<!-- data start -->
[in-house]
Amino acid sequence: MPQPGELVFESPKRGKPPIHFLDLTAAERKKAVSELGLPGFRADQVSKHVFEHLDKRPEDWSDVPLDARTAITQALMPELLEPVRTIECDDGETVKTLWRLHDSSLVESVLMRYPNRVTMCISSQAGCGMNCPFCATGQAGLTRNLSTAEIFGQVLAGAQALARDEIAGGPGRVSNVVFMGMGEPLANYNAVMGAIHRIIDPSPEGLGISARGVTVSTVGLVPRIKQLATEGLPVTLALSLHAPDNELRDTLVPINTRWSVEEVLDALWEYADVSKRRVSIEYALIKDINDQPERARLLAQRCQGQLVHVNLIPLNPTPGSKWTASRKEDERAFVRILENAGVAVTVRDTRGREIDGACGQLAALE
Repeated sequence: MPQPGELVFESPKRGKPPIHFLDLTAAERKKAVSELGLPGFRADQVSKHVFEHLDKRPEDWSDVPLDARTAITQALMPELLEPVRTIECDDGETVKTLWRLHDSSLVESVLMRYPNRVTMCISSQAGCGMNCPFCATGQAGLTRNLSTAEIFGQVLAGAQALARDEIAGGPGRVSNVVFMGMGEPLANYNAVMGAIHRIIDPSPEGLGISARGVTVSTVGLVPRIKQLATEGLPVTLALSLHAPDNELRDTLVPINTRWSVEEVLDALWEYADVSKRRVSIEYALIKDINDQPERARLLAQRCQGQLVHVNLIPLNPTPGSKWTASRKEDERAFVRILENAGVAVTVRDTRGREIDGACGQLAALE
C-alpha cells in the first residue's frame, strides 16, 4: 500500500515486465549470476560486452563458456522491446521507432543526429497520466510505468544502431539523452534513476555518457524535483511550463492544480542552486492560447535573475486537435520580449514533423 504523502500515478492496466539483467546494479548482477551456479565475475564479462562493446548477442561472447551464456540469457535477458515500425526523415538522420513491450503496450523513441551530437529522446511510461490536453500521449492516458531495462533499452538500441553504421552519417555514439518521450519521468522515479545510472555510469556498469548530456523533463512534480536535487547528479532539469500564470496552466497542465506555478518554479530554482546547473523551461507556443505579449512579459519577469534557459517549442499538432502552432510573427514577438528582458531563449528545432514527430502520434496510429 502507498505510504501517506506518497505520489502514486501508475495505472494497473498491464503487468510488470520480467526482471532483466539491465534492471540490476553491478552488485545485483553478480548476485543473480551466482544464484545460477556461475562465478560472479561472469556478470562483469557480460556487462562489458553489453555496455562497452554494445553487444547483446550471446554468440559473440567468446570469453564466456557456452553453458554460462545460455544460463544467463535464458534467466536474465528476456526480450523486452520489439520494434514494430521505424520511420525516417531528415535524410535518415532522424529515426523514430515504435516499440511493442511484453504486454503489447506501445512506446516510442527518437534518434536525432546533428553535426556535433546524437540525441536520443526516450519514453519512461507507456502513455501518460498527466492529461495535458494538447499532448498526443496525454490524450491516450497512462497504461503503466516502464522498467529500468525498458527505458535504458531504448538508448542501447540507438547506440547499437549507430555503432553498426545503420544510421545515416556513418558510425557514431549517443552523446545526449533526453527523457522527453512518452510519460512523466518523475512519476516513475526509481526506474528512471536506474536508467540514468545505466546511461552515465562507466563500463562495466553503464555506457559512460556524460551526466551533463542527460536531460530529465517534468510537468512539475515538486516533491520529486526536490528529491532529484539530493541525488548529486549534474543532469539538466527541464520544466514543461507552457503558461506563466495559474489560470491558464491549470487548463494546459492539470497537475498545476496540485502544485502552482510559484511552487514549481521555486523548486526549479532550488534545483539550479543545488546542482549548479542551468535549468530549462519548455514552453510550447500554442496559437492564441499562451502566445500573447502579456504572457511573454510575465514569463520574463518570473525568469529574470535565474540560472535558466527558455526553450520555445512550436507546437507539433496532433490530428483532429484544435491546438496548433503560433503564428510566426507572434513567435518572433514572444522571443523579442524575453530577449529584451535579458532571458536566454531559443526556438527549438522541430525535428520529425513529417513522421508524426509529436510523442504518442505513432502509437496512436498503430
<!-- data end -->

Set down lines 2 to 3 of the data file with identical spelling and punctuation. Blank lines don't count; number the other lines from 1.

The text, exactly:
Amino acid sequence: MPQPGELVFESPKRGKPPIHFLDLTAAERKKAVSELGLPGFRADQVSKHVFEHLDKRPEDWSDVPLDARTAITQALMPELLEPVRTIECDDGETVKTLWRLHDSSLVESVLMRYPNRVTMCISSQAGCGMNCPFCATGQAGLTRNLSTAEIFGQVLAGAQALARDEIAGGPGRVSNVVFMGMGEPLANYNAVMGAIHRIIDPSPEGLGISARGVTVSTVGLVPRIKQLATEGLPVTLALSLHAPDNELRDTLVPINTRWSVEEVLDALWEYADVSKRRVSIEYALIKDINDQPERARLLAQRCQGQLVHVNLIPLNPTPGSKWTASRKEDERAFVRILENAGVAVTVRDTRGREIDGACGQLAALE
Repeated sequence: MPQPGELVFESPKRGKPPIHFLDLTAAERKKAVSELGLPGFRADQVSKHVFEHLDKRPEDWSDVPLDARTAITQALMPELLEPVRTIECDDGETVKTLWRLHDSSLVESVLMRYPNRVTMCISSQAGCGMNCPFCATGQAGLTRNLSTAEIFGQVLAGAQALARDEIAGGPGRVSNVVFMGMGEPLANYNAVMGAIHRIIDPSPEGLGISARGVTVSTVGLVPRIKQLATEGLPVTLALSLHAPDNELRDTLVPINTRWSVEEVLDALWEYADVSKRRVSIEYALIKDINDQPERARLLAQRCQGQLVHVNLIPLNPTPGSKWTASRKEDERAFVRILENAGVAVTVRDTRGREIDGACGQLAALE